This is a "boy" book, in the sense that it focuses on action, at the expense of depicting most emotional growth (with the important exception of Mico's emergence as a liberal thinker). Most of the characters die by the end, so it's best to not get invested (Kurti cruelly spends significant time developing characters who are doomed to be brutally murdered within a chapter or two). And the story is stubbornly androcentric. Females play bit (although sometimes crucial) parts in the story which is overwhelmingly about males posturing and jostling for authority and power. One could blame that on the species depicted, but it is a shame in a story which otherwise uses the primate cover as a thin veil for the human souls expressed.
Posted by Paul at 5:01 PM No comments:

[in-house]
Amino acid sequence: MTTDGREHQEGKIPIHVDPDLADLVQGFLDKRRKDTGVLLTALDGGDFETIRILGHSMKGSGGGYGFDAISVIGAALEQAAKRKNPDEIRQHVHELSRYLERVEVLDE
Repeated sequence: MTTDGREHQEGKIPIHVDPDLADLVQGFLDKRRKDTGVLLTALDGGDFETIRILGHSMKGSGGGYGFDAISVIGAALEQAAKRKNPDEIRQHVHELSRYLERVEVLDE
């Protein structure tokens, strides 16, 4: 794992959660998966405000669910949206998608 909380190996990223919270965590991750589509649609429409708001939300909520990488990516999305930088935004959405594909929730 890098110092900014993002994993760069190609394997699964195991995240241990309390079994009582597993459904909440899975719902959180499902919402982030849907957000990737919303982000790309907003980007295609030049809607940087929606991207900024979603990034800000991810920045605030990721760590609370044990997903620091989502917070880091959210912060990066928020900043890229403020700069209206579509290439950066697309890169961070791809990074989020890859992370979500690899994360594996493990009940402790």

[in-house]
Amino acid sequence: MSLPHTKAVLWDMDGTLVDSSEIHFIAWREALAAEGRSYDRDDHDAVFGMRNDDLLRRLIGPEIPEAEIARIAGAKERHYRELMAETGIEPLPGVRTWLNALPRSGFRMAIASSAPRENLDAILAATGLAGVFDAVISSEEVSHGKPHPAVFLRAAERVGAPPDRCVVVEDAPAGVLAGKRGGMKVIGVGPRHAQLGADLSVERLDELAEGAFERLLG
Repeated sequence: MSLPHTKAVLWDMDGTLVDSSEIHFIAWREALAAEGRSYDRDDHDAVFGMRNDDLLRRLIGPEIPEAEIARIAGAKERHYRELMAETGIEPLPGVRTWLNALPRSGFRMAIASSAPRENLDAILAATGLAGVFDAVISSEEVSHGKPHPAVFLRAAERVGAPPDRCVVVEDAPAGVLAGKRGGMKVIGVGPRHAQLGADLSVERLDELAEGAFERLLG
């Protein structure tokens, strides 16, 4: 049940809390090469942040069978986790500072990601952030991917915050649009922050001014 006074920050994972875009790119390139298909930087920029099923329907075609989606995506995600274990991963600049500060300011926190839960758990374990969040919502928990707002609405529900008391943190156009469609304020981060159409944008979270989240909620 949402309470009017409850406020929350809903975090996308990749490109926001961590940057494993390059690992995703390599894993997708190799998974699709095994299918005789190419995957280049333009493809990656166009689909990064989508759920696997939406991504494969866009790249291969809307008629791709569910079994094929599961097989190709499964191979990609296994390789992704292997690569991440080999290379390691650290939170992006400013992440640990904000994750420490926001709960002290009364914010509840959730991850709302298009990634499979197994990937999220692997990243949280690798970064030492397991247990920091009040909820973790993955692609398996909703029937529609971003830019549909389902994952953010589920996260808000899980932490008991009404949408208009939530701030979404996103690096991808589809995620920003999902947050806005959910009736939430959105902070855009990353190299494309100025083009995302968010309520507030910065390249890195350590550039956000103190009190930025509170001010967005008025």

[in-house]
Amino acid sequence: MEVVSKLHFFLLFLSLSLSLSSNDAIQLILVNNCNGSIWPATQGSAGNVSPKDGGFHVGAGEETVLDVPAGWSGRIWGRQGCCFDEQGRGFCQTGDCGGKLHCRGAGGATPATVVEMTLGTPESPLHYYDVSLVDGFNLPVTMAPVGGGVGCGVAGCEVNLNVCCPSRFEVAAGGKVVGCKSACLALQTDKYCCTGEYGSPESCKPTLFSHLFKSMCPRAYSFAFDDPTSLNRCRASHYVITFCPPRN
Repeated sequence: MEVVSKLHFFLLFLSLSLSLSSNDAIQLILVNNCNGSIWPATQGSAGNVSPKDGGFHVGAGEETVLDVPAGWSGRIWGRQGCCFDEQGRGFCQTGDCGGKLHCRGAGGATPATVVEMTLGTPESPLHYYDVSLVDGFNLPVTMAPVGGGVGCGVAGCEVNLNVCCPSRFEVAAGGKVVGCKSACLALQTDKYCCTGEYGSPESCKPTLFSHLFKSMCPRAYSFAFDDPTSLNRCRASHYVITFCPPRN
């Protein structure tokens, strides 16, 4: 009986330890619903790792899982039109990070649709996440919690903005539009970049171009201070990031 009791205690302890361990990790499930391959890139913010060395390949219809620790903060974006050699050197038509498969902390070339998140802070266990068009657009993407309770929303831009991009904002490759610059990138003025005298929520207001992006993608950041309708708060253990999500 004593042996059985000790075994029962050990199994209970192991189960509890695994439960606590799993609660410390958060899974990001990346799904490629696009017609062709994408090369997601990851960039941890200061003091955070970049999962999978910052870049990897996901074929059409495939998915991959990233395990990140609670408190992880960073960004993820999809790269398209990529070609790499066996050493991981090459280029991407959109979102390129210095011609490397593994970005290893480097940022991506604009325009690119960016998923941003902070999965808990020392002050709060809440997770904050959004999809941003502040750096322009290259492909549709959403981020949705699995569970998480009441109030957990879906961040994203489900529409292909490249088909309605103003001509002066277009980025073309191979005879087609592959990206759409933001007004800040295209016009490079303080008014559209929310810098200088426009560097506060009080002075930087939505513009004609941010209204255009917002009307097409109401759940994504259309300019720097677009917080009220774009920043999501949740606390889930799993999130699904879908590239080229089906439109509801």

Wednesday, September 02, 2015
The Lightning Queen, by Laura Resau
Resau has a bit of niche writing rich stories about the indigenous people of Mexico that combine a Hispanic magical realism tradition with a modern kid-friendly sensibility. The results are wonderful novels where the story itself is less important than the characters. And thus a story synopsis cannot do justice to the immersive fun of the book which sends us to another world full of colorful characters and meaningful human relationships. This book does it all one better, bringing two very unique cultures together: the Mexteco people (of whom Resau has written before) and the less-known world of the Mexican Romani. Truth be told, I hadn't even realized that the Romani had reached the Americas and loved the idea of bringing them to light. While I might well have enjoyed even more about the gypsy caravan and its people, what is present is fascinating and interesting.
[Disclaimer: I received a copy of the book in exchange for an unbiased review. After finishing with the book, I will be donating it to my local public library. The book is scheduled for release on October 27th.]
Posted by Paul at 8:47 PM No comments: